With the entire weekend in London, a bit of a rarity for me, I have been determined to make use of the time and the continuing summer weather. On Saturday I met M at Borough Market and walked along the south bank of the Thames to Vauxhall before a bus journey and a slow saunter home through Kensington Palace Gardens.

Today I visited Tate Britain to see Fiona Banner’s Duveens Commission 2010 – two actual decommissioned Harrier and Jaguar military jets ! When I first heard of the exhibition I felt sure I had made a mistake – surely this installation would be in Tate Modern. However, when you see the art and read Banner’s comments that’s the whole point.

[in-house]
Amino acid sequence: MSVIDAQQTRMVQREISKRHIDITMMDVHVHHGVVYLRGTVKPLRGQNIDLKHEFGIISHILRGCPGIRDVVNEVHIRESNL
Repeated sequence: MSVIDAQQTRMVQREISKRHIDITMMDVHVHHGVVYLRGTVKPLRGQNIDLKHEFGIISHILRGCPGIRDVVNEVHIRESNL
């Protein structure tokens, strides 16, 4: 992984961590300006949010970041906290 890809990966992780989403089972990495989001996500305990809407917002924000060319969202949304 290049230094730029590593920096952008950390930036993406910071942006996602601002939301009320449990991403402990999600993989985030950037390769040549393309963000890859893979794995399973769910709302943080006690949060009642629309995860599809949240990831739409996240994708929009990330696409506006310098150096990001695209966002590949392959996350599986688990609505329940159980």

“I started wondering what would have happened if these airplanes were installed in Tate Modern rather than Tate Britain ? I realised immediately that the thought would never have presented itself. The building, and the aircraft are not rhyming artifacts. In this stripped out environment, they would fit too well, and risk being yet another impudent repudiation of that industrial ethic. Tate Britain, on the other hand, invests the aircraft with the vocabulary of its design, and the aircraft invest Tate Britain with the aura of worldly power it once possessed. But place the aircraft in Tate Modern and nothing would happen. The building would become overpowered; it would be a hanger, an accessory, a pragmatic umbrella to keep the rain off the machines. There would be no conflict, no fragility, no power struggle.”

Or as it struck me – juxtaposition really works !

The stripped down Jaguar, positioned upside down for me was the more powerful, probably because you could get real close and marvel at its lines.

It felt good to be outside, rather than inside, an aeroplane for once.


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